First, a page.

Govt decides Bezeq needn't provide fiber optics everywhere

Laying fiber-optic cable

An industry fund will subsidize fiber-optic infrastructure where Bezeq chooses not to lay it.

The Ministry of Communications and the Ministry of Finance are proposing to retreat from the requirement that Bezeq Israeli Telecommunication Co. Ltd. (TASE: BEZQ) must deploy fiber-optic infrastructure in every part of Israel, and to allow Bezeq to decide for itself where it will roll out its fiber-optic network. In areas where Bezeq decides not to lay fiber-optic cables, one of the telecommunications carriers will be chosen by tender to do so, and will receive an incentive from an investment fund for universal deployment of fiber-optic infrastructure, to be financed by the carriers.

The new policy is designed to cope with the state's difficulty in obliging Bezeq to roll out fiber-optic cables throughout Israel. No such obligation applies in any other country, with regulators realizing that it is a completely unviable requirement from a financial point of view, and is almost impossible to fulfill.

The government ministries came to this conclusion after realizing that while Bezeq wants to roll out fiber-optic infrastructure, it cannot do so under conditions of universal deployment. The ministries became persuaded that more creative thinking was required in order to reach full deployment of fiber-optics throughout Israel, and so the new model was developed. It will be presented in a public hearing. The model includes Judea and Samaria.

HOT Telecommunication Systems Ltd. (TASE: HOT) will also be exempted from the universal deployment requirement in its license. The Ministry of Finance and the Ministry of Communications intend to amend Bezeq and Hot's licenses through the Economic Arrangements Bill that accompanies the state budget.

In the areas in which Bezeq chooses to roll out fiber-optic infrastructure, it will be subject to a tight timetable for doing so. It has already connected 60% of households in Israel to its fiber-optic network, but it has not started to operate the network because of the disagreement over the extent of the deployment requirement that will fall on it. For this purpose, Israel is divided into thousands of areas on the basis of Central Bureau of Statistics data, and so it could come about that within the same city some parts are connected to the network and some are not.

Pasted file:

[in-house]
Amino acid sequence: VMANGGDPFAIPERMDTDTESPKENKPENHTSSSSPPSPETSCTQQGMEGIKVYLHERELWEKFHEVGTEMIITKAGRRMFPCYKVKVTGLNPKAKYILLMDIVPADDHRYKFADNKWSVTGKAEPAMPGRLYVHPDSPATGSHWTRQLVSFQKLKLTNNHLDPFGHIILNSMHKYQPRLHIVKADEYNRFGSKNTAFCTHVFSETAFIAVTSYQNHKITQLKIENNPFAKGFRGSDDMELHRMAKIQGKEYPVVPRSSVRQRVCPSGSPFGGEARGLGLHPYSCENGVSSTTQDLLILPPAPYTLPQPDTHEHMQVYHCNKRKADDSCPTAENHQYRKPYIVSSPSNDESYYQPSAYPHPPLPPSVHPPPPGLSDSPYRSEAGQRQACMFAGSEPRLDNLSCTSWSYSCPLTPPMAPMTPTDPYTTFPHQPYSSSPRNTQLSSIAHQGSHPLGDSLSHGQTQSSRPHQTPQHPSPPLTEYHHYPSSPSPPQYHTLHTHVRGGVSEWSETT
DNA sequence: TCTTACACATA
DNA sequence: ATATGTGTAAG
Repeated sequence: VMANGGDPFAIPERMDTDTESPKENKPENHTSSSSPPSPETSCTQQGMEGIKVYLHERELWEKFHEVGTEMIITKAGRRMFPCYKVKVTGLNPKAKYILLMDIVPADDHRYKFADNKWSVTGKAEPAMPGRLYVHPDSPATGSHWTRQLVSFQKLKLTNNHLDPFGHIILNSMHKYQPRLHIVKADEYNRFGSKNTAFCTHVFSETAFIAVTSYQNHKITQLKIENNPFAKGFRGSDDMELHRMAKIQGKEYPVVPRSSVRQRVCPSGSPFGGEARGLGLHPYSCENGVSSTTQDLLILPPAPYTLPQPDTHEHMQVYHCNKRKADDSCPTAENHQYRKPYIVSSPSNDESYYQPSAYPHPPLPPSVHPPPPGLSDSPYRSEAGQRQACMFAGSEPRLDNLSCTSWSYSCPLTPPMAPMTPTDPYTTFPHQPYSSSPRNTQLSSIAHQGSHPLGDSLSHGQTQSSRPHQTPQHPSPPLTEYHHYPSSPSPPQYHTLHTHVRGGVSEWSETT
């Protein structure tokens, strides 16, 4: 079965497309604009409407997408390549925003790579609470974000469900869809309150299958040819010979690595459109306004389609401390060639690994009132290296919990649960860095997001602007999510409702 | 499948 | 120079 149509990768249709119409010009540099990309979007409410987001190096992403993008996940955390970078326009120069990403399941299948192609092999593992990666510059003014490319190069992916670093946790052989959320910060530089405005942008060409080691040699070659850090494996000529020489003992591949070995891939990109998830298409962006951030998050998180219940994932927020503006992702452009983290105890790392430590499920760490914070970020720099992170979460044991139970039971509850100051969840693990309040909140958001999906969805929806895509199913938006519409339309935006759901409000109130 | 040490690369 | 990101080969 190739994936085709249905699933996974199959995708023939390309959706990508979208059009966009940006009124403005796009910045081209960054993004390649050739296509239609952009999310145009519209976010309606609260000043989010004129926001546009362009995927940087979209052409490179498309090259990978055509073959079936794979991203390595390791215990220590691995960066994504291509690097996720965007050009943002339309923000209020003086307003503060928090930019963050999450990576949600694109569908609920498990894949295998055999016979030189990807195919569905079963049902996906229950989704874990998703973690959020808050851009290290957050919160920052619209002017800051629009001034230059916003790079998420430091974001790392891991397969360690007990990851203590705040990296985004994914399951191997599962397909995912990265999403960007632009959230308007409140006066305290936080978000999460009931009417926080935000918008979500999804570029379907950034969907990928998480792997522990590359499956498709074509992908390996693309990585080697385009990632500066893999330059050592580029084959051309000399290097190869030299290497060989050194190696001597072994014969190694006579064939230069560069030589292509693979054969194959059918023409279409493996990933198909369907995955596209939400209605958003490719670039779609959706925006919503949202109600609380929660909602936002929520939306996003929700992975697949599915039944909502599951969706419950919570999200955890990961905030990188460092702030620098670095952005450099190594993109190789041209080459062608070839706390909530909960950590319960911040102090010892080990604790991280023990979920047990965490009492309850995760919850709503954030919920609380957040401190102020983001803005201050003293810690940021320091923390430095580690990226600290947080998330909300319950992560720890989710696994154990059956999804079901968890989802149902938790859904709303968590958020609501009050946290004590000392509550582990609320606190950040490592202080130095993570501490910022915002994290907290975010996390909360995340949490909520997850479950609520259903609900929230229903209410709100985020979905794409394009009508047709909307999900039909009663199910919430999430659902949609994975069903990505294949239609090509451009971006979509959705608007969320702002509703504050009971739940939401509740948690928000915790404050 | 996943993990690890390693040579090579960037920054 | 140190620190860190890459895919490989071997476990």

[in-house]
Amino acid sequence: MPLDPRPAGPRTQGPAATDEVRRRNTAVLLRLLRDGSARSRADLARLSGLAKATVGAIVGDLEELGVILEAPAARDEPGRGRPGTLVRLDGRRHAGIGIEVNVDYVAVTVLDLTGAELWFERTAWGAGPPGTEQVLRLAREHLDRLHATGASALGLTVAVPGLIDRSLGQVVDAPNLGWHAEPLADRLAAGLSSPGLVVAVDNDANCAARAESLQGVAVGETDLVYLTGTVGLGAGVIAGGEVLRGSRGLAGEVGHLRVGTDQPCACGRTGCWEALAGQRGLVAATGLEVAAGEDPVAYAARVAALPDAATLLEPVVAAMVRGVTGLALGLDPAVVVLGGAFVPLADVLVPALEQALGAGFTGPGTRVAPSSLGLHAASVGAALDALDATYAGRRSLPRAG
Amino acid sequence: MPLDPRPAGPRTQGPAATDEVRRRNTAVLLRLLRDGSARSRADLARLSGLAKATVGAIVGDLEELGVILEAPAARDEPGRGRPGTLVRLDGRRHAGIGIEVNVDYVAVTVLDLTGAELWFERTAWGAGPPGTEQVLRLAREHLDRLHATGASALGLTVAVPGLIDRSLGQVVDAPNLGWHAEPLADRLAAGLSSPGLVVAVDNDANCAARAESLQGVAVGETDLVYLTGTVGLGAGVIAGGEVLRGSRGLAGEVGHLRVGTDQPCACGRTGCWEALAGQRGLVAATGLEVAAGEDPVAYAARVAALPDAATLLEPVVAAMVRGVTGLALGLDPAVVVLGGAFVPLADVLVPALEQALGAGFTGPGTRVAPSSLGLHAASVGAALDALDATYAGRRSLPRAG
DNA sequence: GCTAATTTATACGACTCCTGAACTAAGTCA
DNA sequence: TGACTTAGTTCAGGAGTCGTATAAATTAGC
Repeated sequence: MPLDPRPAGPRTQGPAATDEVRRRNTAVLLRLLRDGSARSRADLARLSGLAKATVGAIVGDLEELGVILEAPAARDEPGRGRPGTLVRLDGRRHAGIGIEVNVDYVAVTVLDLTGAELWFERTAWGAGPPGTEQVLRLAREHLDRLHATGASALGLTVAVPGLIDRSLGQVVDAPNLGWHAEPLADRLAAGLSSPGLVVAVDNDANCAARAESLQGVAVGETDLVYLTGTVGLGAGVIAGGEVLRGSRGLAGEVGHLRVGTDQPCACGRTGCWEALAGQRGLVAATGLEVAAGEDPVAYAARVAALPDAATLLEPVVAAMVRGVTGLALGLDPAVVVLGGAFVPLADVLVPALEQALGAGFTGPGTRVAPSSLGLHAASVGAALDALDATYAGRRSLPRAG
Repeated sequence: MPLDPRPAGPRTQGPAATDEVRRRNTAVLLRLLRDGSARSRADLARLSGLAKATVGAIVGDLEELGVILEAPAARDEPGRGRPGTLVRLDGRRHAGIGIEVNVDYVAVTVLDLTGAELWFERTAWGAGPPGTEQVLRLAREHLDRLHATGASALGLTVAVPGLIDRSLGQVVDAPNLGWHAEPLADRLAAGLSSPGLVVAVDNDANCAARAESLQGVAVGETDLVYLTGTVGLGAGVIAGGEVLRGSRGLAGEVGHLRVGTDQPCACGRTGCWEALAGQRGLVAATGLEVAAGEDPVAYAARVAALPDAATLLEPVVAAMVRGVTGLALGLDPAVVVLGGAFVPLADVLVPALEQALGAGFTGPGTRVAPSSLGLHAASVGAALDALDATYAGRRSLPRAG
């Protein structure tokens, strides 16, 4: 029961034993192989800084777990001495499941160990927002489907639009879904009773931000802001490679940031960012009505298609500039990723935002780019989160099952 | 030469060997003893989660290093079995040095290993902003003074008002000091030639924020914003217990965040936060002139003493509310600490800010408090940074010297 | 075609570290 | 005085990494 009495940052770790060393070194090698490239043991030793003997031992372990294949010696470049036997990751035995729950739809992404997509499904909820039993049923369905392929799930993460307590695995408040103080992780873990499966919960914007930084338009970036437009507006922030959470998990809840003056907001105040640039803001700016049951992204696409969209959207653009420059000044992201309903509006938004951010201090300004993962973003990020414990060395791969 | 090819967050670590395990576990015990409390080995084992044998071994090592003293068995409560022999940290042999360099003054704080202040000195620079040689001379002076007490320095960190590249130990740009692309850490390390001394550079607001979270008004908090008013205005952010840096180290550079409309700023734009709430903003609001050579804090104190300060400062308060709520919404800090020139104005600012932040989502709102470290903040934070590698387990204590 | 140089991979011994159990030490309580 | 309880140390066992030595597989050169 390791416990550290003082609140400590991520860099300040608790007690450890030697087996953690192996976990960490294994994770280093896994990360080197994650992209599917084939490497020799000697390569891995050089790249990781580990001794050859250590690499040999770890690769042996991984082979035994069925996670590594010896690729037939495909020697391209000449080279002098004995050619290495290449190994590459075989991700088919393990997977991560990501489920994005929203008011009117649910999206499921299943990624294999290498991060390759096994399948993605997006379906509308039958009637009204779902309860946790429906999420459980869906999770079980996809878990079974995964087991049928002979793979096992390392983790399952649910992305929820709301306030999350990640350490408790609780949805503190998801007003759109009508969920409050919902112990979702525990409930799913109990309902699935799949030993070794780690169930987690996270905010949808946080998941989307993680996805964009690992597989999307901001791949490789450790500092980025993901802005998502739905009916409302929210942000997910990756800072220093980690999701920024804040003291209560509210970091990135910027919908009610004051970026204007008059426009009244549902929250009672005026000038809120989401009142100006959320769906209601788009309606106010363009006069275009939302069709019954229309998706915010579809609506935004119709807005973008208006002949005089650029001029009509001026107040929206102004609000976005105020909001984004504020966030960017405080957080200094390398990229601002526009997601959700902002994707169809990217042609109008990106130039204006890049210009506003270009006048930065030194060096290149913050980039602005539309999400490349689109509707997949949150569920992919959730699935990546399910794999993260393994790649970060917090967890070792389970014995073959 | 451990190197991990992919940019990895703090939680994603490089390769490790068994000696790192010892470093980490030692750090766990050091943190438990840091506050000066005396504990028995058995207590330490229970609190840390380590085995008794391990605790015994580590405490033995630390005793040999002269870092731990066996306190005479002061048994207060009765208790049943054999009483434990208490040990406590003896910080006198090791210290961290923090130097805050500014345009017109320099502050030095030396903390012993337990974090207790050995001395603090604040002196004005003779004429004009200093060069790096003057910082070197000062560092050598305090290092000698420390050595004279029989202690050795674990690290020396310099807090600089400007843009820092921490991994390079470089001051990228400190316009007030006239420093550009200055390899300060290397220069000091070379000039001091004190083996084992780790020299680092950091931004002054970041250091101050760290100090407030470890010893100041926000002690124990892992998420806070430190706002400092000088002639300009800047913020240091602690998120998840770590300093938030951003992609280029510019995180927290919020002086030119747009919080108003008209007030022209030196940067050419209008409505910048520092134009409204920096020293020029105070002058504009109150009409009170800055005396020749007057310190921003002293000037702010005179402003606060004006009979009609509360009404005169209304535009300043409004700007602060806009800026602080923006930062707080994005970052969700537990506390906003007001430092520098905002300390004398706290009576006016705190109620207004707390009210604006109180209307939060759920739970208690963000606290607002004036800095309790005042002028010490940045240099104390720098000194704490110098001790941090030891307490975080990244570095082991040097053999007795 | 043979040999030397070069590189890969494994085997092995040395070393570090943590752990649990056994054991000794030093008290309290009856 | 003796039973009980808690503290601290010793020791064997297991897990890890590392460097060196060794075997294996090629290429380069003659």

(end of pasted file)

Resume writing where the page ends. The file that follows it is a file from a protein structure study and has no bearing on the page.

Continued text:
Once Bezeq decides which areas it is leaving out, it will not be able to lay fiber-optic cables in them at all. Bezeq will contribute to the fund for subsidizing deployment in those areas on the basis of its revenue as a proportion of aggregate revenue in the telecommunications market, while the other carriers will contribute about 0.5% of their annual revenue. Carriers that lay fiber-optic infrastructure in areas that Bezeq forgoes will receive exclusivity in those areas.

Cellcom Israel Ltd. (NYSE:CEL; TASE:CEL) and Partner Communications Ltd. (Nasdaq: PTNR; TASE: PTNR), which have already set up fiber-optic networks of their own, will not have to share them with competitors, but will be able to reach agreements with other carriers on their use.

Published by Globes, Israel business news - - on November 5, 2019

© Copyright of Globes Publisher Itonut (1983) Ltd. 2019

Laying fiber-optic cable
Laying fiber-optic cable
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